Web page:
Seven Steller’s Jays and a Hungry Hawk

By Sharon McInnes
Gabriola Island, BC

Since you’re reading this on BirdCanada, you’re probably already interested in birds. You might, like me, not only watch them but also go to some lengths to create a bird-friendly habitat in your back yard, complete with native flowers and fresh water and protection from prey.

Steller's Jays at favourite bird bath.

Steller’s Jays at favourite bird bath

You might also feed them. I do, in the fall and winter anyway. It’s the middle of September as I write this, and I recently started tossing a few handfuls of peanuts-in-the-shell to “our” seven Steller’s Jays every morning.

Waiting for breakfast

Waiting for breakfast

The morning banquet

The morning banquet

It’s fun to watch them fly in, squawk at each other, then carefully choose their peanuts, stuff one or two in their mouths, take them away to the garden or a faraway tree or the eaves of one of the sheds to squirrel them away for the winter.

One jay, one mouth, two peanuts.

One jay, one mouth, two peanuts.

First, I'll crack open one to eat right now.

First, I’ll crack open one to eat right now.

Then I'll poke one into the garden with this twig.

Then I’ll poke one into the garden with this twig.

There - that's got it!

There – that’s got it!

Then a little dessert: leftover suet that falls onto ground when Flicker eats.

Then a little dessert: leftover suet that falls onto ground when Flicker eats.

It’s fun, that is, until a hawk shows up. That’s what happened today. I put the peanuts out, then stood at the patio door in my bathrobe, eating my bowl of granola and watching the jays swoop down for their morning peanut-hiding routine. One jay (the one with the brightest eyebrows) was on the table, busy weighing peanuts (gotta get the heaviest one!) when, in my peripheral vision, I noticed another bird in mid-swoop toward the table top.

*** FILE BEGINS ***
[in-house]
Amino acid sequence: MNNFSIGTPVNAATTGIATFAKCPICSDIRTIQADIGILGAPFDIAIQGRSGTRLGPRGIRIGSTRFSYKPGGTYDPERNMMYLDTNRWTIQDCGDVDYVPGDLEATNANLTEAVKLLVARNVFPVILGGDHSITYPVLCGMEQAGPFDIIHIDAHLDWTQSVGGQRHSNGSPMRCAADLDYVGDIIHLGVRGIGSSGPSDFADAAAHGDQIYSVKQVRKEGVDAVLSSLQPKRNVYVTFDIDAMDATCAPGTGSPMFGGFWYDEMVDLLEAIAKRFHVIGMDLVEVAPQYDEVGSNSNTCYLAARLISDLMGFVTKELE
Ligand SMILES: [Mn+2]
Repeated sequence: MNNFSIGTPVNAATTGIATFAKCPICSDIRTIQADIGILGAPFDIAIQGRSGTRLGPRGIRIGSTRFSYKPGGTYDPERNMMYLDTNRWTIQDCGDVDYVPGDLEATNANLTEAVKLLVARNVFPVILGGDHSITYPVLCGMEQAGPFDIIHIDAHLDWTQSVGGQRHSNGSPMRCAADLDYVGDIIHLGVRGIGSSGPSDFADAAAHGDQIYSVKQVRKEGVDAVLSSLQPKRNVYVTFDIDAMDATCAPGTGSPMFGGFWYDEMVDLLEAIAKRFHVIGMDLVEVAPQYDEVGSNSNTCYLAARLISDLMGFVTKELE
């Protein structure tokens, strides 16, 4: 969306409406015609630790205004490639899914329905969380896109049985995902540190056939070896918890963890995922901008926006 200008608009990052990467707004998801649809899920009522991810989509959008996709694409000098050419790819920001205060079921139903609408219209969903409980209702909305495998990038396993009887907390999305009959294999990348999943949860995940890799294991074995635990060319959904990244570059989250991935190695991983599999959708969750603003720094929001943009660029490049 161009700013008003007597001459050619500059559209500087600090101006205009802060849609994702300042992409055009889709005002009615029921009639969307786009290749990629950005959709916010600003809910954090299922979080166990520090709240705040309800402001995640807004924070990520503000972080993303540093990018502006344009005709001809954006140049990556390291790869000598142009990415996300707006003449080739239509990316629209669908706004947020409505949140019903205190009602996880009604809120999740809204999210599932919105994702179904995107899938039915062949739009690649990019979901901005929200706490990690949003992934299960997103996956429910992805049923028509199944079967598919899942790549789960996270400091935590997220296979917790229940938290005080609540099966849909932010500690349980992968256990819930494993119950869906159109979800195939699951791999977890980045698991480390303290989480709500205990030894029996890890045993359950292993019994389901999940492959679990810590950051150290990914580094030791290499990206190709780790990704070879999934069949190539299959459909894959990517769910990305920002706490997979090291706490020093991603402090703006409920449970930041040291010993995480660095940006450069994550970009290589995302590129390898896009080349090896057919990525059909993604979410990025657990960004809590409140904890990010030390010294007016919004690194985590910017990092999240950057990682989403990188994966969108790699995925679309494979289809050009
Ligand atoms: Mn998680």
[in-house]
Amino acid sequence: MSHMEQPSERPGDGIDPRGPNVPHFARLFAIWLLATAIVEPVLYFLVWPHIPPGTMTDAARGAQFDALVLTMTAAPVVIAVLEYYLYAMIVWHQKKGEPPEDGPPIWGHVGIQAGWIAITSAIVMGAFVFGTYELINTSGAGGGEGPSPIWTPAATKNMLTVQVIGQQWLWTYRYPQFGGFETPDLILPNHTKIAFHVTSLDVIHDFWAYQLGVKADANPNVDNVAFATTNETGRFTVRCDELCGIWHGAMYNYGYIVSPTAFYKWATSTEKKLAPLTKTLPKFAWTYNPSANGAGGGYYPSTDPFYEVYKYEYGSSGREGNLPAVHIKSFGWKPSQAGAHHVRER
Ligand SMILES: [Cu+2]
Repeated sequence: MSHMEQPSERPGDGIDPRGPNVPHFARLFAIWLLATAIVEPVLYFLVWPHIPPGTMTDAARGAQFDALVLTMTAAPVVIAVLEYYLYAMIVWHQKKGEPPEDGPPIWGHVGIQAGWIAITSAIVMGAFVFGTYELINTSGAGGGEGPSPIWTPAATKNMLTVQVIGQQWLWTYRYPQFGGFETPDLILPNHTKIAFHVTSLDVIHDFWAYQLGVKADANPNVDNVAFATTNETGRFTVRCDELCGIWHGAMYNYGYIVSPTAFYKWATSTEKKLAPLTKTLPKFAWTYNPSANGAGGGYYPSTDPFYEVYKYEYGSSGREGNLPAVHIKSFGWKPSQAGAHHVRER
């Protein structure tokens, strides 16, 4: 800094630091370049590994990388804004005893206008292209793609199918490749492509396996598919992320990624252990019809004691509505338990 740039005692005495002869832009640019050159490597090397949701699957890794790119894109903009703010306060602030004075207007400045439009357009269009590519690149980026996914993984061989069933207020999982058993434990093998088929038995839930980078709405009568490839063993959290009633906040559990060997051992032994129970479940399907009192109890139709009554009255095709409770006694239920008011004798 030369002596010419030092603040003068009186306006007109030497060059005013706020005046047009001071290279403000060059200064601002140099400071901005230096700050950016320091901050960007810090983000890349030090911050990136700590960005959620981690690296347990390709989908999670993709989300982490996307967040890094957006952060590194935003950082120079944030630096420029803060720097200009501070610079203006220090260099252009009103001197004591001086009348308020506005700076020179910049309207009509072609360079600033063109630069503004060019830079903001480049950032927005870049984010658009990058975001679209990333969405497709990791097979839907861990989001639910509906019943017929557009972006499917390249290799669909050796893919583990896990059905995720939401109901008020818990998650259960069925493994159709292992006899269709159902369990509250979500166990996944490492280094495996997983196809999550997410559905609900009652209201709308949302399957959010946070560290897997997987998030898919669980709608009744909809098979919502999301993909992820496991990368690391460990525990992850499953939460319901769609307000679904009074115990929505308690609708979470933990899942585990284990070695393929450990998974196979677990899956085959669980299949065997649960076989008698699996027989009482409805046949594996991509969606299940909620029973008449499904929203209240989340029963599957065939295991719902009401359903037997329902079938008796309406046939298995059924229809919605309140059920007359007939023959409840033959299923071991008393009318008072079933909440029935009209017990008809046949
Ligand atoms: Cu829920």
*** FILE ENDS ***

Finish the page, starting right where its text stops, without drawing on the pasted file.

Mr. Big Blue Brows

Mr. Big Blue Brows

My brain must have recognized something a little different about this particular motion because I immediately looked up – to see a hawk, probably a Cooper’s. Another jay and I reacted at the same time. I dropped my bowl of granola, waved my arms, and yelled like a madwoman; he flew down, his wings spread all the way out, crest high, squawking like crazy. The hawk veered off.

Unfortunately, it only went as far as the maple tree in the front yard, maybe twenty feet away, where it sat, watching.

Cooper's Hawk. (Public Domain image.)

Cooper’s Hawk. (Public Domain image.)

The jays soon flew back down to the table with the peanuts. NOOOO! I flung all the peanuts onto the rattan patio chair, tossed a big pillow over them, then ordered the jays “Back in the trees!” They looked at me, quizzically, their little heads bent. NOW!! I flailed my arms, yelling so loudly that the yappy dog up the hill must have thought it was his signal to start his morning barking routine. They complied, though, headed for the backyard cedar tree, and sat among its branches.

Jay in a tree - waiting for further instructions?

Jay in a tree – waiting for further instructions?

Were they thinking I’d lost my mind? Wondering what happened to all that cootchy-cooing they usually get in the mornings?